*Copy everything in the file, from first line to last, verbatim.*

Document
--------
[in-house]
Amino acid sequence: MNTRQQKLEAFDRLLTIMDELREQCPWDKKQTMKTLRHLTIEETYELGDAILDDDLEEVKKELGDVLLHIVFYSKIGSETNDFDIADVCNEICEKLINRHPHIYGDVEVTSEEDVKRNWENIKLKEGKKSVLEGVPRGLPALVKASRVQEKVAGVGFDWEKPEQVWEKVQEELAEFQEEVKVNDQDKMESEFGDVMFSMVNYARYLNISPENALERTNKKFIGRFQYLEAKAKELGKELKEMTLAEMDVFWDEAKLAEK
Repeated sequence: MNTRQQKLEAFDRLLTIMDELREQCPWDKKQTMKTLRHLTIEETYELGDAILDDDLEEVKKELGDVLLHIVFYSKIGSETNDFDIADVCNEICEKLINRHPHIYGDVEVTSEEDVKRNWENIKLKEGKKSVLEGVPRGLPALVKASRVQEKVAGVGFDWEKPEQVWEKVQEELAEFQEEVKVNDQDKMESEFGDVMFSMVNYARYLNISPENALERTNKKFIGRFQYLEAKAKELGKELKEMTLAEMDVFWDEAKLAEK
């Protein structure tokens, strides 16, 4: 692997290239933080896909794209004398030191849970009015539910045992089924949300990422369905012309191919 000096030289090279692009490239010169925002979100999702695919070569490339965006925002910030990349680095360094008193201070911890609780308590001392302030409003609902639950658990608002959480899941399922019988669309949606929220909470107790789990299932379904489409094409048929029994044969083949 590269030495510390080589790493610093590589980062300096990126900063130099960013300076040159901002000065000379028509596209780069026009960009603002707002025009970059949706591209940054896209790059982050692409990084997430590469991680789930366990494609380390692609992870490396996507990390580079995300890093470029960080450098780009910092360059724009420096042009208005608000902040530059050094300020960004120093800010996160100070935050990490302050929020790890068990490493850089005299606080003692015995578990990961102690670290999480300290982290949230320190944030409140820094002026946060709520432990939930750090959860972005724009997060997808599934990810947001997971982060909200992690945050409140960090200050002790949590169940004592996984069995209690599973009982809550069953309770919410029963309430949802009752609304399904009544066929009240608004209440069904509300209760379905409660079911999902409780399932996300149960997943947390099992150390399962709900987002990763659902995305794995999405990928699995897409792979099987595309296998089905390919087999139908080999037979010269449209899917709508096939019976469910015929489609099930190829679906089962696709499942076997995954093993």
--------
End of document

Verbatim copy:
[in-house]
Amino acid sequence: MNTRQQKLEAFDRLLTIMDELREQCPWDKKQTMKTLRHLTIEETYELGDAILDDDLEEVKKELGDVLLHIVFYSKIGSETNDFDIADVCNEICEKLINRHPHIYGDVEVTSEEDVKRNWENIKLKEGKKSVLEGVPRGLPALVKASRVQEKVAGVGFDWEKPEQVWEKVQEELAEFQEEVKVNDQDKMESEFGDVMFSMVNYARYLNISPENALERTNKKFIGRFQYLEAKAKELGKELKEMTLAEMDVFWDEAKLAEK
Repeated sequence: MNTRQQKLEAFDRLLTIMDELREQCPWDKKQTMKTLRHLTIEETYELGDAILDDDLEEVKKELGDVLLHIVFYSKIGSETNDFDIADVCNEICEKLINRHPHIYGDVEVTSEEDVKRNWENIKLKEGKKSVLEGVPRGLPALVKASRVQEKVAGVGFDWEKPEQVWEKVQEELAEFQEEVKVNDQDKMESEFGDVMFSMVNYARYLNISPENALERTNKKFIGRFQYLEAKAKELGKELKEMTLAEMDVFWDEAKLAEK
């Protein structure tokens, strides 16, 4: 692997290239933080896909794209004398030191849970009015539910045992089924949300990422369905012309191919 000096030289090279692009490239010169925002979100999702695919070569490339965006925002910030990349680095360094008193201070911890609780308590001392302030409003609902639950658990608002959480899941399922019988669309949606929220909470107790789990299932379904489409094409048929029994044969083949 590269030495510390080589790493610093590589980062300096990126900063130099960013300076040159901002000065000379028509596209780069026009960009603002707002025009970059949706591209940054896209790059982050692409990084997430590469991680789930366990494609380390692609992870490396996507990390580079995300890093470029960080450098780009910092360059724009420096042009208005608000902040530059050094300020960004120093800010996160100070935050990490302050929020790890068990490493850089005299606080003692015995578990990961102690670290999480300290982290949230320190944030409140820094002026946060709520432990939930750090959860972005724009997060997808599934990810947001997971982060909200992690945050409140960090200050002790949590169940004592996984069995209690599973009982809550069953309770919410029963309430949802009752609304399904009544066929009240608004209440069904509300209760379905409660079911999902409780399932996300149960997943947390099992150390399962709900987002990763659902995305794995999405990928699995897409792979099987595309296998089905390919087999139908080999037979010269449209899917709508096939019976469910015929489609099930190829679906089962696709499942076997995954093993």